US 5024860 A
A process for forming a low smoke, low erosion rocket motor insulation comprising mixing organic fiber selected from the group polyaramid and polybenzimidazole; an inorganic powder filler; a vulcanizable hydrocarbon elastomer and a non-fluorinated phosphazene polymer of the formula ##STR1## where Q and Q' are the same or different and are substituted or unsubstituted alkoxy or aryloxy and Q" is a group having olefinic unsaturation.
1. A process for producing a low smoke, insulating liner for rocket motor casings comprising the steps of
a. mixing a vulcanizable composition comprising
1) from about 1 to about 60% by weight of an organic polymer fiber selected from the group polyaramid, polybenzimidazole and mixtures thereof;
2) from about 1 to about 25 percent by weight of an inorganic powder filler having a specific surface area of from about 1 meter2 /gram to about 200 meter2 /gram;
3) from about 0 to about 75 percent by weight of a vulcanizable hydrocarbon elastomer and;
4) a non-fluorinated phosphazene polymer of the formula ##STR5## where Q and Q' are the same or different and are substituted or unsubstituted alkoxy or aryloxy and Q" is a group having olefinic unsaturation;
b. applying said mixture to the inner surface of the rocket motor casing:
c. vulcanizing said mixture.
2. The process of claim 1 wherein Q" is --O--R--R' where R is C1 to C6 linear or branched alkylene or substituted or unsubstituted arylene and R' is C1 to C6 linear or branched alkenyl.
3. The process claim 2 wherein Q and Q' are the same or different and are methoxy, ethoxy, phenoxy, m-cresyloxy, p-cresyloxy and p-ethylphenoxy and Q" is vinyl, allyl, crotyl or o-allylphenoxy.
4. The process of claim 3 wherein Q and Q' are the same and are p-ethylphenoxy and Q" is o-allylphenoxy.
5. The process of claim 1 wherein said composition comprises
1) from about 25 to about 50% by weight of said organic polymer fiber;
2) from about 5 to about 25% by weight of said inorganic powder filler;
3) from about 20 to about 60% by weight of said vulcanizable hydrocarbon elastomer; and
4) said non-fluorinated phosphazene polymer wherein Q" is --O--R--R' where R is C1 to C6 linear or branched alkylene or substituted or unsubstituted arylene and R' is C1 to C6 linear or branched alkenyl.
6. The process of claim 5 wherein said composition comprises
1) from about 30 to about 50% by weight of organic polymer fiber;
2) from about 10 to about 25% by weight of said inorganic powder filler;
3) from about 20 to about 55% by weight of said vulcanizable hydrocarbon elastomer; and
4) said non-fluorinated phosphazene polymer wherein Q and Q' are the same or different and are methoxy, ethoxy, phenoxy, m-cresyloxy, p-cresyloxy and p-ethylphenoxy and Q" is vinyl, alkyl, crotyl or o-allylphenoxy.
7. The process of claim 6 wherein Q and Q' are the same and are p-ethylphenoxy and Q" is o-allylphenoxy.
8. The process of claim 5 wherein
1) said organic polymer fiber has a fiber length of from about 1/4" to about 1";
2) said inorganic powder filler has a surface area of from about 1 meter2 /gram to about 200 meter2 /gram;
3) said vulcanizable hydrocarbon elastomer is a natural rubber or a synthetic rubber.
9. The process of claim 8 wherein said organic polymer fiber is polybenzimidazole and said synthetic rubber is polybutadiene-1,3, polyisoprene, butadiene-styrene copolymer or butadiene-acrylonitrile copolymer.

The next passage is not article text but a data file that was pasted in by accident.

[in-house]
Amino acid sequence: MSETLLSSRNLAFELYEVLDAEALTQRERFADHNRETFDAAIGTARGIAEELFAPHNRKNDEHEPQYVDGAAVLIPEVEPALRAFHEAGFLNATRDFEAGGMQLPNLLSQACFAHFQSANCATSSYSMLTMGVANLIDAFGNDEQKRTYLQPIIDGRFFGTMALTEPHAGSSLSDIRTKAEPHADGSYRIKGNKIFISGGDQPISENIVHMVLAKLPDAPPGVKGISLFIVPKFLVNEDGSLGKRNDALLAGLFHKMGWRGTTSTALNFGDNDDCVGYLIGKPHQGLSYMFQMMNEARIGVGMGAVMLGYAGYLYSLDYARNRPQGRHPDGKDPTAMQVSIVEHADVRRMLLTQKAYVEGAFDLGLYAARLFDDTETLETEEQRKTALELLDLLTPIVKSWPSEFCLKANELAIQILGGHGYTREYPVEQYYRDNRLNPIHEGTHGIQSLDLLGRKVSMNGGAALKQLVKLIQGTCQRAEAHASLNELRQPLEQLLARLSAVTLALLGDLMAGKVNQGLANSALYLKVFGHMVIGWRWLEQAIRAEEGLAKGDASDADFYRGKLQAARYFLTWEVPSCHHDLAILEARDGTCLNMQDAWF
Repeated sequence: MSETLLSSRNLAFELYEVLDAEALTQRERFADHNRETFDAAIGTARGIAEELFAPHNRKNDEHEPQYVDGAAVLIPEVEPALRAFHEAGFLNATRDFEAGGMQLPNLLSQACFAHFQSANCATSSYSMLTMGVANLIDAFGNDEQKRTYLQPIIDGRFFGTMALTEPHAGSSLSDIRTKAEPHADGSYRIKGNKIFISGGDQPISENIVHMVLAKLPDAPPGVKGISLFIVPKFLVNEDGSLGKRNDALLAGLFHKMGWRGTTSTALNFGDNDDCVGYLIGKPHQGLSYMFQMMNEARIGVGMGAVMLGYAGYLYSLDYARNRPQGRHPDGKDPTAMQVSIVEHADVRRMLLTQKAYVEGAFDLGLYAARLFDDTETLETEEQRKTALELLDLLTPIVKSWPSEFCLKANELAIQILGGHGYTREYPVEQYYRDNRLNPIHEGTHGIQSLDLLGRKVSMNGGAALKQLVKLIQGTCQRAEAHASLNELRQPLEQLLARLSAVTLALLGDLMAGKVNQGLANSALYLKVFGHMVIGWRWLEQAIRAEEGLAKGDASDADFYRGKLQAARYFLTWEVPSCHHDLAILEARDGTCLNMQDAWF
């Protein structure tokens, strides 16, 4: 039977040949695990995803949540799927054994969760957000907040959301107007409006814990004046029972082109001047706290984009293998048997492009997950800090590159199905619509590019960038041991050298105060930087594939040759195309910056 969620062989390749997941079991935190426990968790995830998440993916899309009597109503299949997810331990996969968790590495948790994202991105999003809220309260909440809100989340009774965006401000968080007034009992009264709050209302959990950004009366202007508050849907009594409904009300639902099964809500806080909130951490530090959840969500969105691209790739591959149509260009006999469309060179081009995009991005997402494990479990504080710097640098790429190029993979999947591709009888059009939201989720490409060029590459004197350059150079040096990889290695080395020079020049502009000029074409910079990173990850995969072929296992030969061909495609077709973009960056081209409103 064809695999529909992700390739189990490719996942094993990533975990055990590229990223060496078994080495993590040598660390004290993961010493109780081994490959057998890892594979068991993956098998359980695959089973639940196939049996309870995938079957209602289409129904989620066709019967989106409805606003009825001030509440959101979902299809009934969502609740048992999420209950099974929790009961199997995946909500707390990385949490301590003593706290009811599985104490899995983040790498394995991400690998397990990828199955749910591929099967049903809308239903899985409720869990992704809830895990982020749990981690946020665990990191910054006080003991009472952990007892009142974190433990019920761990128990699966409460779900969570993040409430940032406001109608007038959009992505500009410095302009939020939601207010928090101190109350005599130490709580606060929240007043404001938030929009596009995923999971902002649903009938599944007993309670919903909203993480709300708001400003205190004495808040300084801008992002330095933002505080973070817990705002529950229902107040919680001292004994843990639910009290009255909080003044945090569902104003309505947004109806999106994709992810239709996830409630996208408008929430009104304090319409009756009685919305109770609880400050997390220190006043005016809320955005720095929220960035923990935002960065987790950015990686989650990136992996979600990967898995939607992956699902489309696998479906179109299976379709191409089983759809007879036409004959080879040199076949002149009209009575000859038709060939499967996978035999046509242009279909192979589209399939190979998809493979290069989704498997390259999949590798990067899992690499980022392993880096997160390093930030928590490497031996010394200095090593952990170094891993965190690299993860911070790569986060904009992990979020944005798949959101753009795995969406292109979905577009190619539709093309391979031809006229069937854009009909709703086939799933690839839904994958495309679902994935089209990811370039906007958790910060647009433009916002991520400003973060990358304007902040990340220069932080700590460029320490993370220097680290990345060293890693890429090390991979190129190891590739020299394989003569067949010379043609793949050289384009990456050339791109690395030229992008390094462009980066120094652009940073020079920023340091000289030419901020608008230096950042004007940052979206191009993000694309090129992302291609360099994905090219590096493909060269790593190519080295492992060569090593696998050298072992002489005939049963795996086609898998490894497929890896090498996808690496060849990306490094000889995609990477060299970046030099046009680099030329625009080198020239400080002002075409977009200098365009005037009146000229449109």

10. The process of claim 9 wherein said vulcanizing is carried out for about 30 minutes to about 16 hours at about 170° F. to about 340° F.
This invention relates to the use of phosphonitrilic elastomers as matrix materials for low smoke insulation of rocket motor casings. More particularly, this invention relates to non-fluorine containing phosphonitrilic elastomers admixed with aramide or benzimidazole fibers to provide low smoke rocket motor insulation.
The combustion of rocket propellants, in the confined volume of the thrust chamber, their ultimate release through one or more orifices usually occur under high temperatures and extremely high velocity. This places considerable stress and strain upon the gas escape orifice and other portions of the rocket structure. While the combustion of the rocket propellants is usually of short duration, the temperatures and pressure generated can destroy even the strongest and best high temperature alloys of iron, titanium, chromium, nickel, beryllium and the like unless they are protected from these conditions. As a consequence of such structural failure the rocket may be totally destroyed or only a portion such as the gas escape orifice may be destroyed. In the latter case the rocket proceeds in an erratic uncontrollable path and must be destroyed.
Attempts have been made to protect those parts of the rocket structure which may be exposed to the high temperature and erosive flow conditions of the burning propellant.
The best rocket insulation materials previously known to the art are elastomeric polymers reinforced with asbestos. Such systems are capable of enduring for a time sufficient to allow complete combustion of the propellant. Asbestos-reinforced elastomeric insulation systems are the subject of U.S. Pat. No. 3,421,970, to Daley et al, U.S. Pat. No. 3,347,047, to Hartz et al and U.S. Pat. Nos. 4,492,779 and 4,600,732 to Junior et al. Those patents are hereby incorporated herein by reference.
Environmental and health concerns have led manufacturers to seek an acceptable replacement for the asbestos in rocket motor case insulation. One alternative elastomeric insulation contains aramid polymer fibers in combination with a powder filler. The polyaramid fiber reinforced materials, however, have been found less erosion resistant than asbestos reinforced materials. Polybenzimidazole fibers are known to be useful for applications requiring high temperature resistance including rocket motor casing insulation. However, smoke generation, always disadvantageously high for these elastomeric systems, is not significantly altered by such fibers.